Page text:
In this article, You will read Critical Revolution in Geography for UPSC (Human Geography).
Critical Revolution can be seen as a critique on positivism introduced by the Quantitative revolution. Critical Revolution can be seen as one of the major turning points in the history of geography. Major turning points that came before were, in chronological order, environmental determinism, regional geography, and the quantitative revolution.
- The demerits of the Quantitative Revolution led to the rise of the Critical Revolution.
- When Quantitative Revolution was declining, Critical Revolution gained more worth
- Critical Revolution was a backlash against Quantitative Revolution in the 1950s & 1960s as the related scholars wanted a change in the methodology
- Critical Revolution is a realistic approach in Geography. It evolved from the criticism against the Quantitative Revolution which was a part of the Critical revolution
- During the 1970s, a new wave emerged in Geography that is known as Critical Revolution.
- The term was used by Tuan in 1976
- This was also supported by Peet
- It is related to societal problems, that is why Critical Revolution is not only a methodological revolution but also a revolution in the contents of Geography
- Critical Revolution has established human aspects as the principal concern of geography as Quantitative Revolution reduced man to a mechanical being
- Critical Revolution deals with aspects of human geography, hence it is directed to establish geography as a useful subject that cannot be ignored by planning and development agencies
- Critical Revolution has brought about 6 major concepts in geography –
- Behavioural concept
- Humanistic concept
- Time-space concept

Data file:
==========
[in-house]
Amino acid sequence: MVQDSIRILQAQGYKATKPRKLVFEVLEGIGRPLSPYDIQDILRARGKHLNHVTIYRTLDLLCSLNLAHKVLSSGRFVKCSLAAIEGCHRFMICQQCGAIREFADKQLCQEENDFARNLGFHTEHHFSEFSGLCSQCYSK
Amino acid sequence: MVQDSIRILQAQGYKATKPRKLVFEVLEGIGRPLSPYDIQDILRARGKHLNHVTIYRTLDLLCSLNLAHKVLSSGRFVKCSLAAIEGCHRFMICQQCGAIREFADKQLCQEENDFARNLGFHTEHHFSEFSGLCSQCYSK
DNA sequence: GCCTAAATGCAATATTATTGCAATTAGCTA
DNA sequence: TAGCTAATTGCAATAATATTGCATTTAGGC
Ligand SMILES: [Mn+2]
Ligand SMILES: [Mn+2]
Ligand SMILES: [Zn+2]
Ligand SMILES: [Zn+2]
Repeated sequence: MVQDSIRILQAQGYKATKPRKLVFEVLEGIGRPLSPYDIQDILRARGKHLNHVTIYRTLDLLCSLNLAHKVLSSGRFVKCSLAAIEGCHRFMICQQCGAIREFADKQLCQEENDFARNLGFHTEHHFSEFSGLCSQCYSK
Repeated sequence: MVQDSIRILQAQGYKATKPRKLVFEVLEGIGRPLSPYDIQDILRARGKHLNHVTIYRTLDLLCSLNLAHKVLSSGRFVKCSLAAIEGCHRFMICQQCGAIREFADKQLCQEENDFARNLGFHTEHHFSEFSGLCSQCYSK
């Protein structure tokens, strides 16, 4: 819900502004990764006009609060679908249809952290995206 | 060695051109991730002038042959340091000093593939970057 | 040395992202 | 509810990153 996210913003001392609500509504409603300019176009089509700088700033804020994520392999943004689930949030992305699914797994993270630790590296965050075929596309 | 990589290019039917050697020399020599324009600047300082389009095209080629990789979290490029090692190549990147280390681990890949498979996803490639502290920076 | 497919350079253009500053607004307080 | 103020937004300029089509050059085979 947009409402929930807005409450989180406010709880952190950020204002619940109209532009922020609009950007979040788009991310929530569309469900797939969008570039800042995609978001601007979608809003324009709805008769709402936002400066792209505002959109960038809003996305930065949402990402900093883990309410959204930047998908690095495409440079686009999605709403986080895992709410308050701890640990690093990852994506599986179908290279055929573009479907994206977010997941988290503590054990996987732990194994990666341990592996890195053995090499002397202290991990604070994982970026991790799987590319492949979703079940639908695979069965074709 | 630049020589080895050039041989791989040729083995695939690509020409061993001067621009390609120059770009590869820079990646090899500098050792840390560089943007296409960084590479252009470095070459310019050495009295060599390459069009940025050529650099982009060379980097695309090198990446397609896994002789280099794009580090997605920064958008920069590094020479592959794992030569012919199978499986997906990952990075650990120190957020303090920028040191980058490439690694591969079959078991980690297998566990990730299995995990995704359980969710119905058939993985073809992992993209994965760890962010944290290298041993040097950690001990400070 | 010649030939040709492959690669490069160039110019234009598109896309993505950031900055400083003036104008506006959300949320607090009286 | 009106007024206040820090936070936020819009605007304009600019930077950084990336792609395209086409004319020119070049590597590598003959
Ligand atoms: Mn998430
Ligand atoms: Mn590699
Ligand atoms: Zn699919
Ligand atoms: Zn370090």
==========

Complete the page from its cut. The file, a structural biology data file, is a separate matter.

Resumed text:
- Human ecology concept
- Welfare concept
- Radical concept
Overview of Behavioural and Humanistic Approaches and Differences between them.
Backlashes – Behavioural and Humanistic
- There were 2 backlashes :
- The backlash was mainly with regards to the concept of Rational Economic man which was a mechanical model of a man reducing man to the machine but a man is not always economic and rational in real life (e.g. Khasi tribe and milk taboo)
- Man is a predictable reactor to stimulus
- Behavioural Geography was not against quantification, positivist methods, or law-making generalizations
- Behavioural Geography is often not considered as a backlash but is considered more as a refinement of Quantitative Revolution in making laws & generalizations more relevant to Geography
- Behavioural Geography was basically opposed to the idea of considering man as economic & rational and reducing man to machine
- Humanistic, on the other hand, was critical of the positivist method and the objective of cause-effect relationship study and generalizations through laws and models
- The concepts of Behavioural Geography have their roots in 2 studies –
- A study by WHITE, who studied how people respond to disasters like floods where the decisions are not always rational in the objective sense. People evaluate disaster threats according to their perceptions
- A study by HEBERT SIMON, who observed how farmers make choices in their agriculture systems. He was the one to observe that human decisions are more the choices of man as satisfiers than maximizers
- WOLBERT is said to have initiated the school of Behavioural geography based on the above two studies.
Concepts & Objectives in Behavioural Revolution
- Its objectives were generalization, law-making and it was in favour of the positivist method, so actually, it was an extension of the Quantitative Revolution
- One disagreement was about the model of man, that man is not a maximizer and man is a satisfier
- Man makes choices & decisions not on the basis of the real objective world but on the basis of perceived subjective world
- e.g. Disaster perception and reaction
- According to Behavioural school, there are 2 worlds –
- Real World – Objective, Measurable
- Perceived World – Subjective, Measurable
- The Humanistic school also acknowledges the presence of perceived subjective world but the subjective world was not measurable & hence was anti-positivist and completely against Quantitative Revolution
- Humanistic School rejects the existence of any real objective world
- Behavioural Geography was very inspired by concepts from psychology – cognitions, attitude, perceptions, etc which was a trend in those times
- Another point of departure between the Quantitative Revolution and Behavioural Geography was –
- Hartshorne believed in the Areal region, No laws, description, positivism, empirical, no cause-effect relationship